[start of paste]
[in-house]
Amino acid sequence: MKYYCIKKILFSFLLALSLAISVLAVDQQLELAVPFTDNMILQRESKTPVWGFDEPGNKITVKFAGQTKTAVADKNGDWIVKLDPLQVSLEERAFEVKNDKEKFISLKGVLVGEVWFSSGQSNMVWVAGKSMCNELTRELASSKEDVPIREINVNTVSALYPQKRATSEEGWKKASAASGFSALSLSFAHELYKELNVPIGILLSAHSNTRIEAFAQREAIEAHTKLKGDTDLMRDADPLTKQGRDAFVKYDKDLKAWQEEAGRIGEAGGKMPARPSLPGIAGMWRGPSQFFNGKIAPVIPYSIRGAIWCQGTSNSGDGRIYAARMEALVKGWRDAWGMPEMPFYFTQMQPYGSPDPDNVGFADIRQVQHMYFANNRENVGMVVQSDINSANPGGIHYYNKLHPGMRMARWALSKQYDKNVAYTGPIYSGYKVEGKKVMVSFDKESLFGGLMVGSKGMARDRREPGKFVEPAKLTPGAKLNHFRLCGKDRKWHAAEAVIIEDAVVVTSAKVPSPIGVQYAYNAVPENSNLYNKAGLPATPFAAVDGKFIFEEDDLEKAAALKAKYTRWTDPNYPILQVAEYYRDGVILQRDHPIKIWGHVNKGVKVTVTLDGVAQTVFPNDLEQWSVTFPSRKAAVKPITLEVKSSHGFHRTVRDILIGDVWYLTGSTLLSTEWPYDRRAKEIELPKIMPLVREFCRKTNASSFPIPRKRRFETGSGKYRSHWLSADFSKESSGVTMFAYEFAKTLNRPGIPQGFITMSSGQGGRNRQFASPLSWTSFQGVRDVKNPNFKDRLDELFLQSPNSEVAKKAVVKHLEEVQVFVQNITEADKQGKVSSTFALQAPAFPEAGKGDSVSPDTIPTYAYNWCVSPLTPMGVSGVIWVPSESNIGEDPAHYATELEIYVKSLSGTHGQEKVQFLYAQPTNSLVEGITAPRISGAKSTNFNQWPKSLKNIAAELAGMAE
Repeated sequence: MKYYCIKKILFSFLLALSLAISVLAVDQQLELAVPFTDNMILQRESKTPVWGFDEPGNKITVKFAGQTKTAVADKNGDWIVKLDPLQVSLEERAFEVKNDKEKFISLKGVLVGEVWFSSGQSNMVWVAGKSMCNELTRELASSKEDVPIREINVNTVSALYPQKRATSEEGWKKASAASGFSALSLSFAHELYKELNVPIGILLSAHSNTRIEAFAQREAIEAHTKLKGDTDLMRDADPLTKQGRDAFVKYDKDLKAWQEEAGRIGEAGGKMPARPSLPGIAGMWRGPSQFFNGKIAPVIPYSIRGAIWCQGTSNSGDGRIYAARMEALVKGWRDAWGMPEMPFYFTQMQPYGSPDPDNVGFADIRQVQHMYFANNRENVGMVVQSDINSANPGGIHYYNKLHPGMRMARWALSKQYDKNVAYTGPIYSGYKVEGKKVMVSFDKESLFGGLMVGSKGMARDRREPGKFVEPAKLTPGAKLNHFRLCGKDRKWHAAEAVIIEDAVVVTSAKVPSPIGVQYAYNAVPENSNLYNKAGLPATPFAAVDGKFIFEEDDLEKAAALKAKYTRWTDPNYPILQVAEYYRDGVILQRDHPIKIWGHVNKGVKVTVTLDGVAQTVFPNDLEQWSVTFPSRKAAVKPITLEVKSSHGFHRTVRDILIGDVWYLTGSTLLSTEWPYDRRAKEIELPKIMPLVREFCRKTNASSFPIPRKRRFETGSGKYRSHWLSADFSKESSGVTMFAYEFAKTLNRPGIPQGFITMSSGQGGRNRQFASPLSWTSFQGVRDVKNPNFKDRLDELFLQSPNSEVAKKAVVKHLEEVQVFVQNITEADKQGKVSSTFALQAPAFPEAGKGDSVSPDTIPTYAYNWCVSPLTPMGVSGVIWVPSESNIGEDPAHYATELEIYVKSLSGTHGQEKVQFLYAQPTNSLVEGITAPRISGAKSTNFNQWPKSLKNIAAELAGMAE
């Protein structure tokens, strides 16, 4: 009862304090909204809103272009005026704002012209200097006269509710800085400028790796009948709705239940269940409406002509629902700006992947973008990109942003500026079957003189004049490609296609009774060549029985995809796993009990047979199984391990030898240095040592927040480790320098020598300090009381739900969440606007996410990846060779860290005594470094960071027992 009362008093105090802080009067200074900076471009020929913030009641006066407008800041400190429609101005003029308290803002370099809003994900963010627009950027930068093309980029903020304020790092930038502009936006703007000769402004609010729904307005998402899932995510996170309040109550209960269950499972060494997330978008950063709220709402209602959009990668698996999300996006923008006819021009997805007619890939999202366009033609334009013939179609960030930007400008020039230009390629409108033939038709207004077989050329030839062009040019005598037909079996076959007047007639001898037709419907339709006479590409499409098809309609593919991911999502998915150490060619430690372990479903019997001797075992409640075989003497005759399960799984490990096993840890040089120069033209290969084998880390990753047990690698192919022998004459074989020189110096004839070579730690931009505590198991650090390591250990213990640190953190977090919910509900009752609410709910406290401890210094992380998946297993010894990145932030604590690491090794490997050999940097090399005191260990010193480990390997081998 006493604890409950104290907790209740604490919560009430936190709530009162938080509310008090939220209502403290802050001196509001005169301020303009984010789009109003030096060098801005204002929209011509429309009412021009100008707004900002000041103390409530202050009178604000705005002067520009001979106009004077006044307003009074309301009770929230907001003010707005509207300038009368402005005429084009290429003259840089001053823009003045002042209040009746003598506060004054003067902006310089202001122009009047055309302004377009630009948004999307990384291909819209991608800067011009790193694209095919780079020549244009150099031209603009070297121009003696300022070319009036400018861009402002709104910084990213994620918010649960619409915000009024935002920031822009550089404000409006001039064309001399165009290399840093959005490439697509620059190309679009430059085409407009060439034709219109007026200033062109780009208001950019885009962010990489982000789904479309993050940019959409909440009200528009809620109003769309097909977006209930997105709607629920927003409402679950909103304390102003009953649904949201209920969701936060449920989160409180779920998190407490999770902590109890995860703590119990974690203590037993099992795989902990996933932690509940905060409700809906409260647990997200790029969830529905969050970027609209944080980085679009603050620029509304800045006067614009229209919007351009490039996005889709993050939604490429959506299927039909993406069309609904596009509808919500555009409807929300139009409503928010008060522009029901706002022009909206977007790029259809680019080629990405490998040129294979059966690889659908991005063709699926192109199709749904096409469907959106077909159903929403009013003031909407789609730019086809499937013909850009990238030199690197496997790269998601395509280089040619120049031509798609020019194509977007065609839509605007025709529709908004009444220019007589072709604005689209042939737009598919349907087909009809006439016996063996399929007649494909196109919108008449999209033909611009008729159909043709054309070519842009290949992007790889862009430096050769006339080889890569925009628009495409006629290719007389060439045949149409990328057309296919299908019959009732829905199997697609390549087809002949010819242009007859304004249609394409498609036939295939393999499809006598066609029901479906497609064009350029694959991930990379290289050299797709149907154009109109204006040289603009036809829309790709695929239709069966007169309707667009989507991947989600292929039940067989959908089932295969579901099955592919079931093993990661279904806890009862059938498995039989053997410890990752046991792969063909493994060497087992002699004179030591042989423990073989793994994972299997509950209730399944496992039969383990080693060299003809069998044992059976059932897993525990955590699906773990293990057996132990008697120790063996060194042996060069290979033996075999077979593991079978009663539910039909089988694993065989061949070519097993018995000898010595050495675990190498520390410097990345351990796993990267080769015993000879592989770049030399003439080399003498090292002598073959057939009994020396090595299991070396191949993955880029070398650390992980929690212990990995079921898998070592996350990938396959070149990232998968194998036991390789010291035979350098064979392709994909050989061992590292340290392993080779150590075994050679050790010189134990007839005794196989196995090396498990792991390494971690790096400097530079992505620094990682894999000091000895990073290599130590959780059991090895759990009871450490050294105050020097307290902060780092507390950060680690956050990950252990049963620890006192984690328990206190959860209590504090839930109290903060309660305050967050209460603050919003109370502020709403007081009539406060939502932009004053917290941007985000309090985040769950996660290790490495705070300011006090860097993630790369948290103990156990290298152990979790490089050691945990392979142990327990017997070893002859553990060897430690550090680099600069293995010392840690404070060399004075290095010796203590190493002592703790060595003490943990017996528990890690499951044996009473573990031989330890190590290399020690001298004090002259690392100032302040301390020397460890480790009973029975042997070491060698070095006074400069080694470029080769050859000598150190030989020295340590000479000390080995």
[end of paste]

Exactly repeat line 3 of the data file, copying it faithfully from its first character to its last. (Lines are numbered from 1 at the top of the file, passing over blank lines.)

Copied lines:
Repeated sequence: MKYYCIKKILFSFLLALSLAISVLAVDQQLELAVPFTDNMILQRESKTPVWGFDEPGNKITVKFAGQTKTAVADKNGDWIVKLDPLQVSLEERAFEVKNDKEKFISLKGVLVGEVWFSSGQSNMVWVAGKSMCNELTRELASSKEDVPIREINVNTVSALYPQKRATSEEGWKKASAASGFSALSLSFAHELYKELNVPIGILLSAHSNTRIEAFAQREAIEAHTKLKGDTDLMRDADPLTKQGRDAFVKYDKDLKAWQEEAGRIGEAGGKMPARPSLPGIAGMWRGPSQFFNGKIAPVIPYSIRGAIWCQGTSNSGDGRIYAARMEALVKGWRDAWGMPEMPFYFTQMQPYGSPDPDNVGFADIRQVQHMYFANNRENVGMVVQSDINSANPGGIHYYNKLHPGMRMARWALSKQYDKNVAYTGPIYSGYKVEGKKVMVSFDKESLFGGLMVGSKGMARDRREPGKFVEPAKLTPGAKLNHFRLCGKDRKWHAAEAVIIEDAVVVTSAKVPSPIGVQYAYNAVPENSNLYNKAGLPATPFAAVDGKFIFEEDDLEKAAALKAKYTRWTDPNYPILQVAEYYRDGVILQRDHPIKIWGHVNKGVKVTVTLDGVAQTVFPNDLEQWSVTFPSRKAAVKPITLEVKSSHGFHRTVRDILIGDVWYLTGSTLLSTEWPYDRRAKEIELPKIMPLVREFCRKTNASSFPIPRKRRFETGSGKYRSHWLSADFSKESSGVTMFAYEFAKTLNRPGIPQGFITMSSGQGGRNRQFASPLSWTSFQGVRDVKNPNFKDRLDELFLQSPNSEVAKKAVVKHLEEVQVFVQNITEADKQGKVSSTFALQAPAFPEAGKGDSVSPDTIPTYAYNWCVSPLTPMGVSGVIWVPSESNIGEDPAHYATELEIYVKSLSGTHGQEKVQFLYAQPTNSLVEGITAPRISGAKSTNFNQWPKSLKNIAAELAGMAE